I’m not, on the whole, very interested in sport, though I did get a bit worked up about cricket a couple of years ago when we won the Ashes, and, according to some, cricket is also an important test of patriotism.  About a decade earlier, when I found myself rooting for the home team against the Yank in a Davis Cup tie, I realised with surprise that I had become at least a little bit Brit.

I never watched tennis at all before I went to the UK.  But, from my first summer, I was fascinated by the Englishness of Wimbledon.  Players in regulation white competing on manicured green courts in between hours of rain delays which the commentators filled in with chit chat about strawberries and cream and who was in the Royal Box, and, whenever there was any tennis played, charming understatement from genteel commentators with perfect, now very old fashioned, RP.  I never went to Wimbledon, but it was great fun watching it in the graduate common room at college on the summer afternoons and evenings of the Long Vac.

But I really fell in love with tennis when my first baby was only a few weeks old and England was having a heat wave.  For days the baby was dressed only in a tiny nappy (cloth!), and, not wearing a lot more myself, I lolled skin to skin with him in the “master” bedroom – so small you couldn’t walk all the way around the bed – in my little British house.  On the black and white tele, with a dial you had to tune like a radio, fuzzy athletes darted around the grey court – in real life it was toasted brown.  My son and I dozed off to the thwap, thwap of the ball back and forth, back and forth, he waking to suckle just a little when the applause was particularly loud, and me to smile as I heard again, “Oh, well played!”



June 18, 2008

The Battle of Waterloo and other important anniversaries

Filed under: misc — Duchess @ 11:35 pm

Today still feels like my grandmother’s birthday, though she died a little over two years ago, aged 100 and some. Her life spanned most of the 20th century and on into the 21st.

I’d like to spend a long time bragging about her. I’d never get bored, though I know you might, so I’ll just say that she was born British in 1905 and her parents emigrated to New Zealand when she was a toddler. She grew up and won a scholarship to study at the London School of Economics. It took six weeks by sea to get back to England (which they still called “home”). She didn’t see her family again for almost twenty years.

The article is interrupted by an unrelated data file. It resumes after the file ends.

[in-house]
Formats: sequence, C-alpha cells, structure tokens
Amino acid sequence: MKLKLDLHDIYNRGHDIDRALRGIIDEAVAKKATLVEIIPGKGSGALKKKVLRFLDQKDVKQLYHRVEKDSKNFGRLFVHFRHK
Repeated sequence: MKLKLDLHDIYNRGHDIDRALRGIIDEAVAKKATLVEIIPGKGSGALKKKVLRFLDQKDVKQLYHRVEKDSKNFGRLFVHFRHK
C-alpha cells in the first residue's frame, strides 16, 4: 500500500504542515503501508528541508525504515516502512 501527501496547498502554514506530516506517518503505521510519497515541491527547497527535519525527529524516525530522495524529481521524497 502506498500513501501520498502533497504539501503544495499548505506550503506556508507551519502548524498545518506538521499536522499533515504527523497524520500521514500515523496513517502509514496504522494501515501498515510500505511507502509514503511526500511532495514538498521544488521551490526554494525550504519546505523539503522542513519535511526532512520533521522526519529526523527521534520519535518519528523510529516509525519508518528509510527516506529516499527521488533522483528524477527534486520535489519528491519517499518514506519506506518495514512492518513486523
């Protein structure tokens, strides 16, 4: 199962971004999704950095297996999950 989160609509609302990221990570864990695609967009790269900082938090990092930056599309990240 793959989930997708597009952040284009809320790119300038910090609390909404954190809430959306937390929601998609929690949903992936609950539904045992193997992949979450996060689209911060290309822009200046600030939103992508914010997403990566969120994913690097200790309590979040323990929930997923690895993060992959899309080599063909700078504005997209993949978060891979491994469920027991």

At the L.S.E. she met and married my grandfather (an American) in a civil ceremony in London in 1929. The bride’s father, a clergyman in New Zealand, was too far away to protect her virtue, but the groom’s father, a clergyman closer to hand, insisted that they travel that same day to Paris to be joined together in his church (where he ministered to American expatriots). He was particularly concerned that the religious ceremony should be immediate – before they went to bed – which amused them both. They each told me separately, more than half a century later, that they had long since consummated their relationship, my grandmother having read Marie Stopes’s Married Love and later, posing as an honest woman, visiting the first family planning clinic in London.

When her first child (my mother!) was nine, my grandmother was awarded her PhD in economics from the University of Chicago. That was 1941. By the sheer force of her character and intellect she forged a life remarkably unrestrained by the conventions of her time. She married two husbands, raised two daughters and was stepmother to two sons.